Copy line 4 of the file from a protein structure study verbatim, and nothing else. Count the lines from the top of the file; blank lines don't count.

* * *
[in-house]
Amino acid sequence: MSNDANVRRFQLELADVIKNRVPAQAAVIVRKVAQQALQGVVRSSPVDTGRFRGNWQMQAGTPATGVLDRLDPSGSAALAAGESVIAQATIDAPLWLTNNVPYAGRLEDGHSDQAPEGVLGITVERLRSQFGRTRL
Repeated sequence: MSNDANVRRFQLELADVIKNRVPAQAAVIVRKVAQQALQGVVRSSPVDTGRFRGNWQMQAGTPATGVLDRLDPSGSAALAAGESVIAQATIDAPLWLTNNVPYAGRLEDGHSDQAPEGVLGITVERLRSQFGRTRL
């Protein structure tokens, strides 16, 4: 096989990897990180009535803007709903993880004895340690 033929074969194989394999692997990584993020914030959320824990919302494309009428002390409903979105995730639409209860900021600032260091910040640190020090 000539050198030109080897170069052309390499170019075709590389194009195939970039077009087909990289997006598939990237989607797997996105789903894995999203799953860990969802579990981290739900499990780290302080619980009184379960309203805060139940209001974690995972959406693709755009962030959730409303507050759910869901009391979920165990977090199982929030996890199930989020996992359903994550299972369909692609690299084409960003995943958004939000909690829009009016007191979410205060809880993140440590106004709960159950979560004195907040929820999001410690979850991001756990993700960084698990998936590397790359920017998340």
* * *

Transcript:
């Protein structure tokens, strides 16, 4: 096989990897990180009535803007709903993880004895340690 033929074969194989394999692997990584993020914030959320824990919302494309009428002390409903979105995730639409209860900021600032260091910040640190020090 000539050198030109080897170069052309390499170019075709590389194009195939970039077009087909990289997006598939990237989607797997996105789903894995999203799953860990969802579990981290739900499990780290302080619980009184379960309203805060139940209001974690995972959406693709755009962030959730409303507050759910869901009391979920165990977090199982929030996890199930989020996992359903994550299972369909692609690299084409960003995943958004939000909690829009009016007191979410205060809880993140440590106004709960159950979560004195907040929820999001410690979850991001756990993700960084698990998936590397790359920017998340």